On the one hand, it should be possible to replace any components, while on the other, an attacker must be excluded from the communication. The cybersecurity system must therefore be able to accurately distinguish a legitimate replacement part from an attacker.

To enable this recognition, each Brose original component has a cryptographic certificate that can be used to confirm the authenticity of the component. This certificate can be verified beyond doubt by the communication partners, thus ruling out the possibility that the communication partner is an attacker. With the help of this mechanism, protected communication with any Brose hardware is possible, but components from third-party manufacturers or malicious hardware are excluded.

E-bikes and other vehicles from a cybersecurity perspective

Despite the obvious differences between classic vehicles and e-bikes, the architecture of the systems is relatively similar.

Communication buses, protocols and solution approaches can be adopted from the automotive industry with moderate adaptations. The processes and methods for risk analysis and the development of a Cybersecurity concept were adopted directly from automotive development along the ISO/SAE 21434 standard in this project without any changes.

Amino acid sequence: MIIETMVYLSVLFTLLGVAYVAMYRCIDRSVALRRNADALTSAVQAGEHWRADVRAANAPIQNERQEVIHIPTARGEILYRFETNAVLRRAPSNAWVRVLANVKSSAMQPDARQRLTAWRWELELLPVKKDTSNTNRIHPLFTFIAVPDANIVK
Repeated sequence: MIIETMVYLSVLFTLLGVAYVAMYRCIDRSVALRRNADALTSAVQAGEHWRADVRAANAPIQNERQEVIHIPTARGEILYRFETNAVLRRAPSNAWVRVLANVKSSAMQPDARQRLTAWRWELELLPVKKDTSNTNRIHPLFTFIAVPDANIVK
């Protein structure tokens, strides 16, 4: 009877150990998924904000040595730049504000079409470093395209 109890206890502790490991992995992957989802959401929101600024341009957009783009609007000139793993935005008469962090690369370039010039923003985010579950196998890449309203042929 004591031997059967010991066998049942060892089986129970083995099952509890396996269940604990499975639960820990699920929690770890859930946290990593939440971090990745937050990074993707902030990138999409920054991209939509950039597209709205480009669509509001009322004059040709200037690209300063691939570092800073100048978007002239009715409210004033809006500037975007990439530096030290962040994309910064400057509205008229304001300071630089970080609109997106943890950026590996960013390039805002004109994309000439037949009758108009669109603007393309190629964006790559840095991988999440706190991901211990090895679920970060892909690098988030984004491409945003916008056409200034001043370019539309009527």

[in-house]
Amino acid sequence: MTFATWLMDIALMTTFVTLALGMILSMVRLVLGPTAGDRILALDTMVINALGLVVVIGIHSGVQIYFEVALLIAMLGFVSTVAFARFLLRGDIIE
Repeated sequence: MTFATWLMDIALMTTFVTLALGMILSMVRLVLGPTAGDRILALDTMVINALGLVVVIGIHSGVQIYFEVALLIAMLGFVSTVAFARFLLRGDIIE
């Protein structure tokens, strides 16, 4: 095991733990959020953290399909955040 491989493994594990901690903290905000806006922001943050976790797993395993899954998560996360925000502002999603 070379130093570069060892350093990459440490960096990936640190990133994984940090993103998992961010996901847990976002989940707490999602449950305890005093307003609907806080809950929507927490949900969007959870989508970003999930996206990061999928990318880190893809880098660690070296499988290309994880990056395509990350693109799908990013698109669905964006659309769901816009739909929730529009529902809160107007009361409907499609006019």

A special feature compared to the usual cybersecurity projects for the automotive industry was that the entire e-bike system was considered here and not just a single control unit.

This enabled the integration of all components into the security concept and the use of solutions tailored to the specific application.

In addition, the effects of the various threat scenarios considered in the TARA could be analyzed much more precisely by looking at the overall system than in a project that only relates to a single control unit.